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christian0710

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Hi I'm reading

I do understand the basic idea: You make the secant between 2 points on a graph approach one of the points and at this point you get the tangent to the graph which is the derivative of f at that point and tells you the slope of the function at that point. But I want the correct mathematical understanding of it.

The book argues that

Then it defines that

and mentiones that

and prooves that

Is

This expression Δy/Δx only approaches f'(x): Δy/Δx = (y2-y1)/(x2-x1) = (f'(x)Δx+εΔx

While this expression is equal

The difference between

and

is that Δy= dy+ εΔx contains that extra "εΔx" term and therefore is bigger than dy and is also the secant between 2 points along the graph, whereas dy is an infinitesimal small movement between 2 points on the tangent to the graph. Because dy=f'(x)*Δx equals the term f'(x)*Δx this tells us that dy is an infinitesimally small change in y between the point at the tangent and another point on the tangent infinitesimally close to that point. The Δx in f'(x)Δx shows us that it's a "change in y" corresponding to a infinitesimally small change in x so (x2-x1), hence Δx?

If the

So my last question: I guess it's a no-go to treat the symbol dy/dx as a quotient? The book mentions that if dy=f'(x)dx and if dx ≠ 0 then we can rewrite the equation dy/dx = f'(x), is this just lucky that this "trick" works, or is it true that you can treat it like a quotient?

**Elementary calculus - an infinitesimal approach**and just wan't to make sure my understanding of what**dy, f'(x)**and**dx**means is correct.I do understand the basic idea: You make the secant between 2 points on a graph approach one of the points and at this point you get the tangent to the graph which is the derivative of f at that point and tells you the slope of the function at that point. But I want the correct mathematical understanding of it.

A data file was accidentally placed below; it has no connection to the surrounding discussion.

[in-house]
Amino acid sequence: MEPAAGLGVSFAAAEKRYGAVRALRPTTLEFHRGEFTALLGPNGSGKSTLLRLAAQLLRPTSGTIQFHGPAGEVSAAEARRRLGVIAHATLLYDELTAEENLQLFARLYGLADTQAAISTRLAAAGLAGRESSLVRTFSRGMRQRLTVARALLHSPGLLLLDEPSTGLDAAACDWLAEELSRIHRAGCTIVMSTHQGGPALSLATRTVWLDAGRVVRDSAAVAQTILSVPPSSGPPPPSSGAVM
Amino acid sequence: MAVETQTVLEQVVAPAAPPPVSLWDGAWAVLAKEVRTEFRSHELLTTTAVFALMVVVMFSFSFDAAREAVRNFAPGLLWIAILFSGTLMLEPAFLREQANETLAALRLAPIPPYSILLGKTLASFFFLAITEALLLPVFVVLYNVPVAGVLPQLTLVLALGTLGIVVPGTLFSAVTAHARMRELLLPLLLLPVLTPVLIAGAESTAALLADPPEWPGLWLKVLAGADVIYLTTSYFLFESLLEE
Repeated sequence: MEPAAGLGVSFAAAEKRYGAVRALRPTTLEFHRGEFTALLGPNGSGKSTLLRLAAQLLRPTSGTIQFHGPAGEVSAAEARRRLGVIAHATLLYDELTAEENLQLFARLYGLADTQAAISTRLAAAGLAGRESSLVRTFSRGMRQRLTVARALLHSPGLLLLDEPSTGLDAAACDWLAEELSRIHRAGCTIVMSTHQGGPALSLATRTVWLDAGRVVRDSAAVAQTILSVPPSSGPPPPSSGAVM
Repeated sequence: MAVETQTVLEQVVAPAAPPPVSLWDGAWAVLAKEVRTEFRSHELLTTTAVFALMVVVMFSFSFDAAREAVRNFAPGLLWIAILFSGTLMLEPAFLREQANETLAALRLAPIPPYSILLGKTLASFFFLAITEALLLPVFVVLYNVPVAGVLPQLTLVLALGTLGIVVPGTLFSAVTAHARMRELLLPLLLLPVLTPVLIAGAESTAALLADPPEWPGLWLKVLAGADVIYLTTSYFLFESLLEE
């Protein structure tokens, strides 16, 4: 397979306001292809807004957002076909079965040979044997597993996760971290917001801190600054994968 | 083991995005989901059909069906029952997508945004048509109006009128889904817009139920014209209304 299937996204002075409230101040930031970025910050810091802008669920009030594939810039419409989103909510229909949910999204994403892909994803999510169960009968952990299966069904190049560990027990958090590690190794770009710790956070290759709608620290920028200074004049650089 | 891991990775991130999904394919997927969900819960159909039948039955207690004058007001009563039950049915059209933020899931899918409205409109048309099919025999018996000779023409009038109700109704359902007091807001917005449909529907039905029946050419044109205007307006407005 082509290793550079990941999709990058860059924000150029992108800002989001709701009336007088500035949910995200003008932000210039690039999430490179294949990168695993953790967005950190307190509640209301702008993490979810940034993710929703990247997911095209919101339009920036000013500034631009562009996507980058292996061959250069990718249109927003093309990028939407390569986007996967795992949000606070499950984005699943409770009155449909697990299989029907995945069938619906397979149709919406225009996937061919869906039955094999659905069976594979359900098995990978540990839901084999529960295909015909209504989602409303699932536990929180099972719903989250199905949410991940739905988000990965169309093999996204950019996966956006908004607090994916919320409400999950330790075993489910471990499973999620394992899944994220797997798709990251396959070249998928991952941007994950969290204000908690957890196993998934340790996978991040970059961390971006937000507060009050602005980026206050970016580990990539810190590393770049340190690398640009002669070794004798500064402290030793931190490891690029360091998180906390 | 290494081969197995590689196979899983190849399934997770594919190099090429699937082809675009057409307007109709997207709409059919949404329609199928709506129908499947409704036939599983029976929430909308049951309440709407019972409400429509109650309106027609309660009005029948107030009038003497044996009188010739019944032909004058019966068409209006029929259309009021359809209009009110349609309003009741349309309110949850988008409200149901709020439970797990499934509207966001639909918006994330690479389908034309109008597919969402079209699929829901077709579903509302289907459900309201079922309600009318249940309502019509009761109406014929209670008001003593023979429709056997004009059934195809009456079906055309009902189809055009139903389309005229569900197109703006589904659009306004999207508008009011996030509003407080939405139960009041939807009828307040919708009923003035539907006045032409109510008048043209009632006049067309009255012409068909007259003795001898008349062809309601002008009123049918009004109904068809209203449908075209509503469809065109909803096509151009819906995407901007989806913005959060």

The book argues that

**Δy**= the change in y along a curve between 2 points (I assume it's a secant)**dy**= change in y along the tangent line to that curve between 2 points (The differential)Then it defines that

**Δy = f(x+Δx)-f(x)**

dy = f'(x)dy = f'(x)

**Δx**and mentiones that

*"let y=f(x). Suppose f'(x) exists at a cetain point x, and Δx is the infinitesimal, then Δy is infinitesimal and"***Δy = f'(x)Δx+ εΔx**and prooves that

**Δy/Δx ≈ f'(x)**

Δy/Δx =

My first question is This:

Δy/Δx =

**f'(x) + ε**

Δy =Δy =

**f'(x)Δx + εΔx**My first question is This:

Is

**f(x+Δx)-f(x)**and**Equal? If they both are equal to Δy then i assume they are?****f'(x)Δx+ εΔx****Is this the correct understanding:**This expression Δy/Δx only approaches f'(x): Δy/Δx = (y2-y1)/(x2-x1) = (f'(x)Δx+εΔx

**)**/((x+εΔx-x)) ≈ f'(x)While this expression is equal

**dy/dx = f'(x)**The difference between

**dy/dx = f'(x)**and

**Δy/Δx ≈ f'(x)**is that Δy= dy+ εΔx contains that extra "εΔx" term and therefore is bigger than dy and is also the secant between 2 points along the graph, whereas dy is an infinitesimal small movement between 2 points on the tangent to the graph. Because dy=f'(x)*Δx equals the term f'(x)*Δx this tells us that dy is an infinitesimally small change in y between the point at the tangent and another point on the tangent infinitesimally close to that point. The Δx in f'(x)Δx shows us that it's a "change in y" corresponding to a infinitesimally small change in x so (x2-x1), hence Δx?

If the

**f'(x)**exists then the differential**dy**and the increment**Δy**MUST be infitesimal and so close together that they cannot be seen under the infinitesimal microscope.So my last question: I guess it's a no-go to treat the symbol dy/dx as a quotient? The book mentions that if dy=f'(x)dx and if dx ≠ 0 then we can rewrite the equation dy/dx = f'(x), is this just lucky that this "trick" works, or is it true that you can treat it like a quotient?

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